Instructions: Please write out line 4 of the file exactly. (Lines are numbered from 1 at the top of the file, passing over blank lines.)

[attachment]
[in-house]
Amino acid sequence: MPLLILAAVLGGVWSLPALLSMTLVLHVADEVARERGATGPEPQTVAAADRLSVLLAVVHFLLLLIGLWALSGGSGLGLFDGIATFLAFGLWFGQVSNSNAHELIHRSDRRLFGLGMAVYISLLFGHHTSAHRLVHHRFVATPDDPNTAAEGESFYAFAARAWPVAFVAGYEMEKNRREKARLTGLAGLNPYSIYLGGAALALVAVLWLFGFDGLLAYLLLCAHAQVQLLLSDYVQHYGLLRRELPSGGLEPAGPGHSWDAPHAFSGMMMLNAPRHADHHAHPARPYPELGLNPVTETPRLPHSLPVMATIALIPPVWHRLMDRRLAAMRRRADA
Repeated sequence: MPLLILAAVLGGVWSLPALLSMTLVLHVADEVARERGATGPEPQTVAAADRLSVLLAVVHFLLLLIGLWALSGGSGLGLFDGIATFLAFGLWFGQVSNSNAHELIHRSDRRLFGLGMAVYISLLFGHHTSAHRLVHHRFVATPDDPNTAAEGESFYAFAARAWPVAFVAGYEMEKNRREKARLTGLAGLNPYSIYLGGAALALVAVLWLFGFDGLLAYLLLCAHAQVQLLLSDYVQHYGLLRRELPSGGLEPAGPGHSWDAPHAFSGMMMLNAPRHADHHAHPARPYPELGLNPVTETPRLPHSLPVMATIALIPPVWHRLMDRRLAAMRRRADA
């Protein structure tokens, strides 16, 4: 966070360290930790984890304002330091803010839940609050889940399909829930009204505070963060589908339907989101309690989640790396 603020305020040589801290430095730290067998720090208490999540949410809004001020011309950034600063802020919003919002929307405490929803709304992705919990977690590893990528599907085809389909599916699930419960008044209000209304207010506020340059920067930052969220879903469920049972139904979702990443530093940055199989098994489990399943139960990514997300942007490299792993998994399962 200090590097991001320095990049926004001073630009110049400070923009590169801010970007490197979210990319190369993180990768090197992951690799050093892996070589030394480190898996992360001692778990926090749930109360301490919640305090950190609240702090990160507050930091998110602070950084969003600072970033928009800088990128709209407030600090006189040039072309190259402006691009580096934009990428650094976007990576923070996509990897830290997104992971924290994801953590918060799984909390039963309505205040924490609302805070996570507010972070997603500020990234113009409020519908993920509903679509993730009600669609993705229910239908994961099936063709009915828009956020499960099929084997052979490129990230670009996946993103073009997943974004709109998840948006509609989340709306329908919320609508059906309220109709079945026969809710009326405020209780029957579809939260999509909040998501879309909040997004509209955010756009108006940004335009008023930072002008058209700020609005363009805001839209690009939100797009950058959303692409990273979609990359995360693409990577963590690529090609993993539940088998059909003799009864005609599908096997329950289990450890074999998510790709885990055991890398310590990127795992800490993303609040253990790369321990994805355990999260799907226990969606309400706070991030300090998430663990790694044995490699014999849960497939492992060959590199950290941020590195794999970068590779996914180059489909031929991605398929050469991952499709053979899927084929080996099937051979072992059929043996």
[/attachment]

């Protein structure tokens, strides 16, 4: 966070360290930790984890304002330091803010839940609050889940399909829930009204505070963060589908339907989101309690989640790396 603020305020040589801290430095730290067998720090208490999540949410809004001020011309950034600063802020919003919002929307405490929803709304992705919990977690590893990528599907085809389909599916699930419960008044209000209304207010506020340059920067930052969220879903469920049972139904979702990443530093940055199989098994489990399943139960990514997300942007490299792993998994399962 200090590097991001320095990049926004001073630009110049400070923009590169801010970007490197979210990319190369993180990768090197992951690799050093892996070589030394480190898996992360001692778990926090749930109360301490919640305090950190609240702090990160507050930091998110602070950084969003600072970033928009800088990128709209407030600090006189040039072309190259402006691009580096934009990428650094976007990576923070996509990897830290997104992971924290994801953590918060799984909390039963309505205040924490609302805070996570507010972070997603500020990234113009409020519908993920509903679509993730009600669609993705229910239908994961099936063709009915828009956020499960099929084997052979490129990230670009996946993103073009997943974004709109998840948006509609989340709306329908919320609508059906309220109709079945026969809710009326405020209780029957579809939260999509909040998501879309909040997004509209955010756009108006940004335009008023930072002008058209700020609005363009805001839209690009939100797009950058959303692409990273979609990359995360693409990577963590690529090609993993539940088998059909003799009864005609599908096997329950289990450890074999998510790709885990055991890398310590990127795992800490993303609040253990790369321990994805355990999260799907226990969606309400706070991030300090998430663990790694044995490699014999849960497939492992060959590199950290941020590195794999970068590779996914180059489909031929991605398929050469991952499709053979899927084929080996099937051979072992059929043996």